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I have a webpage which has a iframe, textbox and button but nothing else... user types a URL to the textbox then clicks on the button. after that, URL is assined as the source of the iframe.

what happenes after is a java applet takes the screenshot of the webpage etc. etc.

What I discovered today, in Google Chrome, there is this option in the right click menu named "inspect element". With the help of this feature, user are likely to change whats inside of an iframe and manipulates the original data. Does anyone know how can I encrypt the source of iframe.

P.S. source of iframe is authenticated data.

This is what it look like before manupilation

This is after manupilation

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up vote 3 down vote accepted

The short answer to your question is "no". Html is a client-side SCRIPT language; while you may find ways to make things increasingly difficult to "manipulate", you ultimately have no ability to entirely prevent a user from seeing every single detail of what you are trying to do with 1 significant exception and that is the use of an applet or plugin (ie: flash, java, activex).

To help with your problem, if you are already using an applet, why not leverage that over using an iframe? You could also consider using the applet to generate a jpeg for delivery rather than HTML.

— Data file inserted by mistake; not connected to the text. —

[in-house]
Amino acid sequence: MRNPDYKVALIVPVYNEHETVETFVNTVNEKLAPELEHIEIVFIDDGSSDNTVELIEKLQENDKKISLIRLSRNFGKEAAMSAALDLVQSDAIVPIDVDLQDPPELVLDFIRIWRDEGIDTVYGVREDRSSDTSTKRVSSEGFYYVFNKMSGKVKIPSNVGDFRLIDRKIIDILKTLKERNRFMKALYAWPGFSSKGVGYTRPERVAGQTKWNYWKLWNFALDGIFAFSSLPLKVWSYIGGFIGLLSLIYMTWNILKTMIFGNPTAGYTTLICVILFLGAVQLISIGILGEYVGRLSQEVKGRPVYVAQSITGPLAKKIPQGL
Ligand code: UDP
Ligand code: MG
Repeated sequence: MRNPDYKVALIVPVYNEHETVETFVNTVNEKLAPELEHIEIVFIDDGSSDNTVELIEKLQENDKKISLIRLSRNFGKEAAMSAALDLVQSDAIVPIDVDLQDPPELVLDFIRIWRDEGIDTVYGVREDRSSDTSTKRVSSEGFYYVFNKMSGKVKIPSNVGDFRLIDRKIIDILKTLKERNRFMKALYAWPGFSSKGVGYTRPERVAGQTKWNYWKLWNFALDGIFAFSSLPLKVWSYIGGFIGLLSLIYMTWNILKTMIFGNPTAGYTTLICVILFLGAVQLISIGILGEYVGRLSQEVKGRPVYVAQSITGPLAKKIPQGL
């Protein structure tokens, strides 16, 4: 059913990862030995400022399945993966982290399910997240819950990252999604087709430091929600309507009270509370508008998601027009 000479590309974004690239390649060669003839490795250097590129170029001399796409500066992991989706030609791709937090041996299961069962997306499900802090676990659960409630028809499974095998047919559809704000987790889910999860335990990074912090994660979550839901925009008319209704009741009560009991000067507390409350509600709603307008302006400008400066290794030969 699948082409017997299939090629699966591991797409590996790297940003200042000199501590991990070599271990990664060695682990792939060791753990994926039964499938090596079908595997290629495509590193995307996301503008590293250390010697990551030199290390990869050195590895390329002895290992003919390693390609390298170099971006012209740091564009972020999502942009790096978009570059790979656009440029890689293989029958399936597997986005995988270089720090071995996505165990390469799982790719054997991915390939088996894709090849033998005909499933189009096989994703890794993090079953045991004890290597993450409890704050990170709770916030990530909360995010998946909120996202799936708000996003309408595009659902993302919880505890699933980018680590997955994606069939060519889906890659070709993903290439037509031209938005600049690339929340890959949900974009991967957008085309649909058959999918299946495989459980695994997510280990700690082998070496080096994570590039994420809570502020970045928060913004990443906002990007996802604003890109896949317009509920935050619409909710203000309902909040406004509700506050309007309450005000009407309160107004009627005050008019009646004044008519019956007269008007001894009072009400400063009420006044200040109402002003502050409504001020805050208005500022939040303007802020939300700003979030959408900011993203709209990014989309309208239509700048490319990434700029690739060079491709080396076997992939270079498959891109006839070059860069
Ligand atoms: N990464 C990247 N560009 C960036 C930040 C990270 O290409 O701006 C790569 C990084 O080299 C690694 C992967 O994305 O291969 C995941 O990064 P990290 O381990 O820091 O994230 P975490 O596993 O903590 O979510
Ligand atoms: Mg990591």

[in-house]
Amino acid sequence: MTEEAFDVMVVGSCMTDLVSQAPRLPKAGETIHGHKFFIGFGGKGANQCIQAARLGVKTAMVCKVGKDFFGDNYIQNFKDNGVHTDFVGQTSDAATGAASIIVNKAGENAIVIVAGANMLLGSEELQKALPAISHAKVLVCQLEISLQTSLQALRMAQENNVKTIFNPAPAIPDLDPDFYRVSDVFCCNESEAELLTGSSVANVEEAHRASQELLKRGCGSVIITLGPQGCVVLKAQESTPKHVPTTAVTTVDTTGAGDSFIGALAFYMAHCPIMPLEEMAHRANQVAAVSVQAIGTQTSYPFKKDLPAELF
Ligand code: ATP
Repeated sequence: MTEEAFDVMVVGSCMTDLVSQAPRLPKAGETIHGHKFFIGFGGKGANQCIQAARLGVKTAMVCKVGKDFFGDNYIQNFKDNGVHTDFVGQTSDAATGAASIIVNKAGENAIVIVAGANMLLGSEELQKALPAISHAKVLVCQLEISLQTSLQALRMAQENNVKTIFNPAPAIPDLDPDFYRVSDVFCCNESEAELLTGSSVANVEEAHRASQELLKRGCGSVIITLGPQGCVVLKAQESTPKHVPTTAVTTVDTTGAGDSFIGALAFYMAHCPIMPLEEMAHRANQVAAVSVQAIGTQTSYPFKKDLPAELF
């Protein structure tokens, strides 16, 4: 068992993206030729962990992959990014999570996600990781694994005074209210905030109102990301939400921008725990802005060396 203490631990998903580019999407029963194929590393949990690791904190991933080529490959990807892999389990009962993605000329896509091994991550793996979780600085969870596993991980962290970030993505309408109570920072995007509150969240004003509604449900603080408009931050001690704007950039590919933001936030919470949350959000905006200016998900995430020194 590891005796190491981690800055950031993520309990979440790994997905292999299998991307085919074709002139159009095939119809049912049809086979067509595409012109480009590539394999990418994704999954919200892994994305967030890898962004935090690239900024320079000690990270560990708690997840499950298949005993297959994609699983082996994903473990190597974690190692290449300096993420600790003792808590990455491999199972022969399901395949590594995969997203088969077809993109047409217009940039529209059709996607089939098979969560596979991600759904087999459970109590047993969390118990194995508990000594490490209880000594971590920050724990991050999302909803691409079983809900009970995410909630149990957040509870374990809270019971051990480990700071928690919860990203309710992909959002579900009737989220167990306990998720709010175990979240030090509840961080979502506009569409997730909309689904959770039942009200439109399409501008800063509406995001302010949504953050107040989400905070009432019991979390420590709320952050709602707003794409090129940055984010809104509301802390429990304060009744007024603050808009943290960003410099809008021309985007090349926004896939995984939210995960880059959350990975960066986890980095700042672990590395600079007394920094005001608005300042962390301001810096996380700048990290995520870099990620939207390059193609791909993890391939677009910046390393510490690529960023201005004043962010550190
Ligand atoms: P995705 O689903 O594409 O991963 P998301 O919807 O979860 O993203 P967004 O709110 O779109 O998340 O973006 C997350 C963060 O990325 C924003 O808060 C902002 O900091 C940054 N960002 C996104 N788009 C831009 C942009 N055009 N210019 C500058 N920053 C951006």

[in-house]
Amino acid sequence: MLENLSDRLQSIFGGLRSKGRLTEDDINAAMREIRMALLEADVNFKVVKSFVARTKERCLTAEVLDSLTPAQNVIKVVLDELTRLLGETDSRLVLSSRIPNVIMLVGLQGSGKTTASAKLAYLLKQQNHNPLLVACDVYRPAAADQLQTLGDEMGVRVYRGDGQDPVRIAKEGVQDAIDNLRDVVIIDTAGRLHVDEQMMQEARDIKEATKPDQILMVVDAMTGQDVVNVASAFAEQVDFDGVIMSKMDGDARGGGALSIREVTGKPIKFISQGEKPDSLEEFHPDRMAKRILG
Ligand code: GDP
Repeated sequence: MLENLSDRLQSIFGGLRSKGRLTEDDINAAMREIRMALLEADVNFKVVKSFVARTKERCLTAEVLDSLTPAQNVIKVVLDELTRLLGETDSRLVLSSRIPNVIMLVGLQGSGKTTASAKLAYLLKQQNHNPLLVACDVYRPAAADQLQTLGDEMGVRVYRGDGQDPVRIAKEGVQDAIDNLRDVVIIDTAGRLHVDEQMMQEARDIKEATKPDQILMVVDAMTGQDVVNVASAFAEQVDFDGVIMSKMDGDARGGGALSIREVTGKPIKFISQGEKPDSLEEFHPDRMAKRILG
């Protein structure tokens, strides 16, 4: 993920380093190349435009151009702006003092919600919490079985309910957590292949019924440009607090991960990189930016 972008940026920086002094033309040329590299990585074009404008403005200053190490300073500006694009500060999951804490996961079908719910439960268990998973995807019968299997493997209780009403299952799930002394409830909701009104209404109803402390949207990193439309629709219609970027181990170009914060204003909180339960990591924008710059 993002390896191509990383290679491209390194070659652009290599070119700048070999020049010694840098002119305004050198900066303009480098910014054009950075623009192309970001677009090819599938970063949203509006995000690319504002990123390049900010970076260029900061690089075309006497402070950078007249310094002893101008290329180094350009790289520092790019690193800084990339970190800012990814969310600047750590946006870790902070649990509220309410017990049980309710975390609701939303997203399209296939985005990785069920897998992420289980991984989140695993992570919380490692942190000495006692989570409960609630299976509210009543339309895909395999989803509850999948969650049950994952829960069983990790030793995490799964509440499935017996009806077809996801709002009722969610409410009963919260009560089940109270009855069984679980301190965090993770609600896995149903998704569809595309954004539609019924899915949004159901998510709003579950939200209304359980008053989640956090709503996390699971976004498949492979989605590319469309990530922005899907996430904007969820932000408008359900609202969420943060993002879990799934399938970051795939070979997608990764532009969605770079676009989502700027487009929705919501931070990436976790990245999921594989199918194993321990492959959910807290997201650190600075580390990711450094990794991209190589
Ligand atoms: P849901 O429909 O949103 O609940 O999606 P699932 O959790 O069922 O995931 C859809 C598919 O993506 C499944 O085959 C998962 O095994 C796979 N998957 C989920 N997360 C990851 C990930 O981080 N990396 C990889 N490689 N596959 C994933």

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but how can I improve my java applet to display web pages like asd.com or some other pages end with .edu? – Bonus Kun Nov 13 '12 at 14:04
I don't have any experience with applets, but I would imagine that if its a plugin for a browser then just have the applet render whatever you want to show. – Lawrence Johnson Nov 13 '12 at 18:31
as far as I know, html can be displayed through applets, but when it comes to authenticated data... this is something else, impossible... I guess I am stuck once again... – Bonus Kun Nov 14 '12 at 15:45
I came up with the idea of disabling context menu on iframes which appears when you right click but before I change my question, I wanted to ask your permission since you answer my question OR I can select your answer as accepted answer and write new question with this idea of mine :) what do? – Bonus Kun Nov 15 '12 at 8:43
Accept and start a new one so if someone comes here with a similar question to your original one they will see this info. You can update your question with a link to your new one (at the end) for further reading. – Lawrence Johnson Nov 15 '12 at 18:33

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